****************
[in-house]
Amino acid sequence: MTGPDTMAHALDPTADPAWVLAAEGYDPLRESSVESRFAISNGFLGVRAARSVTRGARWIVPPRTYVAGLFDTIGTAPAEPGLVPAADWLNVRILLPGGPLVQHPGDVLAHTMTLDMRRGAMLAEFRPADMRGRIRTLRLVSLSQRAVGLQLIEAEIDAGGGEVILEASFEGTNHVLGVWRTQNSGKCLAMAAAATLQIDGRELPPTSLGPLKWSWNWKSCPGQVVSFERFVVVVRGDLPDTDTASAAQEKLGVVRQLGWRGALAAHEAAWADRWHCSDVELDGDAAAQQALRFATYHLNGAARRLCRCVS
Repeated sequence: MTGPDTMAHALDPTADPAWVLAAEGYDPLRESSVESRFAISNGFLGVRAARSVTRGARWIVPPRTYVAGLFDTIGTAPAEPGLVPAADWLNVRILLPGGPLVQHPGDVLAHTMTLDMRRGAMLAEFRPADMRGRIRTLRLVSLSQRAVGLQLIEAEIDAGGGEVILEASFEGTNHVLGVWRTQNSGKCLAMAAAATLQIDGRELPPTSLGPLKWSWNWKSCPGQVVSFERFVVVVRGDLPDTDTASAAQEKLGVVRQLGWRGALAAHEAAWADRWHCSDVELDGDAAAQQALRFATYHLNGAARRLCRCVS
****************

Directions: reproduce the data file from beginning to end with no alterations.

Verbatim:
[in-house]
Amino acid sequence: MTGPDTMAHALDPTADPAWVLAAEGYDPLRESSVESRFAISNGFLGVRAARSVTRGARWIVPPRTYVAGLFDTIGTAPAEPGLVPAADWLNVRILLPGGPLVQHPGDVLAHTMTLDMRRGAMLAEFRPADMRGRIRTLRLVSLSQRAVGLQLIEAEIDAGGGEVILEASFEGTNHVLGVWRTQNSGKCLAMAAAATLQIDGRELPPTSLGPLKWSWNWKSCPGQVVSFERFVVVVRGDLPDTDTASAAQEKLGVVRQLGWRGALAAHEAAWADRWHCSDVELDGDAAAQQALRFATYHLNGAARRLCRCVS
Repeated sequence: MTGPDTMAHALDPTADPAWVLAAEGYDPLRESSVESRFAISNGFLGVRAARSVTRGARWIVPPRTYVAGLFDTIGTAPAEPGLVPAADWLNVRILLPGGPLVQHPGDVLAHTMTLDMRRGAMLAEFRPADMRGRIRTLRLVSLSQRAVGLQLIEAEIDAGGGEVILEASFEGTNHVLGVWRTQNSGKCLAMAAAATLQIDGRELPPTSLGPLKWSWNWKSCPGQVVSFERFVVVVRGDLPDTDTASAAQEKLGVVRQLGWRGALAAHEAAWADRWHCSDVELDGDAAAQQALRFATYHLNGAARRLCRCVS